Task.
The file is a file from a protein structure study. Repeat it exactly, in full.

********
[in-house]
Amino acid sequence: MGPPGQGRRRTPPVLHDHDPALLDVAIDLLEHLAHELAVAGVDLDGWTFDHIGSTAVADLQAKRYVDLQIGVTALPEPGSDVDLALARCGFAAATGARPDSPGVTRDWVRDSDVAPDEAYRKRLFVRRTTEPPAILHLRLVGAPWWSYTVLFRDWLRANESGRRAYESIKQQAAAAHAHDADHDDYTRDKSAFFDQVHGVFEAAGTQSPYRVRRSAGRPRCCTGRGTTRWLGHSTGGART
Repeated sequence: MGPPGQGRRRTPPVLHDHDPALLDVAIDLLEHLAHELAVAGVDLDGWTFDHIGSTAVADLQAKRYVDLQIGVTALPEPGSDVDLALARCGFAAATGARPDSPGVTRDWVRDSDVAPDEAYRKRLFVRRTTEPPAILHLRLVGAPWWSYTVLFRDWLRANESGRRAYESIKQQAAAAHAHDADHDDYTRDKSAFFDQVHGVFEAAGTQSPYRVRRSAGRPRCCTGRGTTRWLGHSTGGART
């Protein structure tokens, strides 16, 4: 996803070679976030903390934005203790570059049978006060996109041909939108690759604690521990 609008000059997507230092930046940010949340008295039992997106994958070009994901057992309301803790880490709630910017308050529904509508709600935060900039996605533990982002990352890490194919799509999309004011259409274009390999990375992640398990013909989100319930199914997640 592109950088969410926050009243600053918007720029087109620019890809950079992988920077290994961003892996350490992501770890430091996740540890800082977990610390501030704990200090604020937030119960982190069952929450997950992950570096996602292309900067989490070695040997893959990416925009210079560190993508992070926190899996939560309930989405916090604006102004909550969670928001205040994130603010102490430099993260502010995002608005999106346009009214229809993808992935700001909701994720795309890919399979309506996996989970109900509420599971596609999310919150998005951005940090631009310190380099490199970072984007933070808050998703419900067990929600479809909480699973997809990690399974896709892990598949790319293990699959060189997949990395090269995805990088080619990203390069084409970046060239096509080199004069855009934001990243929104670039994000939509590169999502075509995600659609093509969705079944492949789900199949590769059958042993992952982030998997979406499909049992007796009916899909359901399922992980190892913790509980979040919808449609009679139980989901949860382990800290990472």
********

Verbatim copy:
[in-house]
Amino acid sequence: MGPPGQGRRRTPPVLHDHDPALLDVAIDLLEHLAHELAVAGVDLDGWTFDHIGSTAVADLQAKRYVDLQIGVTALPEPGSDVDLALARCGFAAATGARPDSPGVTRDWVRDSDVAPDEAYRKRLFVRRTTEPPAILHLRLVGAPWWSYTVLFRDWLRANESGRRAYESIKQQAAAAHAHDADHDDYTRDKSAFFDQVHGVFEAAGTQSPYRVRRSAGRPRCCTGRGTTRWLGHSTGGART
Repeated sequence: MGPPGQGRRRTPPVLHDHDPALLDVAIDLLEHLAHELAVAGVDLDGWTFDHIGSTAVADLQAKRYVDLQIGVTALPEPGSDVDLALARCGFAAATGARPDSPGVTRDWVRDSDVAPDEAYRKRLFVRRTTEPPAILHLRLVGAPWWSYTVLFRDWLRANESGRRAYESIKQQAAAAHAHDADHDDYTRDKSAFFDQVHGVFEAAGTQSPYRVRRSAGRPRCCTGRGTTRWLGHSTGGART
């Protein structure tokens, strides 16, 4: 996803070679976030903390934005203790570059049978006060996109041909939108690759604690521990 609008000059997507230092930046940010949340008295039992997106994958070009994901057992309301803790880490709630910017308050529904509508709600935060900039996605533990982002990352890490194919799509999309004011259409274009390999990375992640398990013909989100319930199914997640 592109950088969410926050009243600053918007720029087109620019890809950079992988920077290994961003892996350490992501770890430091996740540890800082977990610390501030704990200090604020937030119960982190069952929450997950992950570096996602292309900067989490070695040997893959990416925009210079560190993508992070926190899996939560309930989405916090604006102004909550969670928001205040994130603010102490430099993260502010995002608005999106346009009214229809993808992935700001909701994720795309890919399979309506996996989970109900509420599971596609999310919150998005951005940090631009310190380099490199970072984007933070808050998703419900067990929600479809909480699973997809990690399974896709892990598949790319293990699959060189997949990395090269995805990088080619990203390069084409970046060239096509080199004069855009934001990243929104670039994000939509590169999502075509995600659609093509969705079944492949789900199949590769059958042993992952982030998997979406499909049992007796009916899909359901399922992980190892913790509980979040919808449609009679139980989901949860382990800290990472």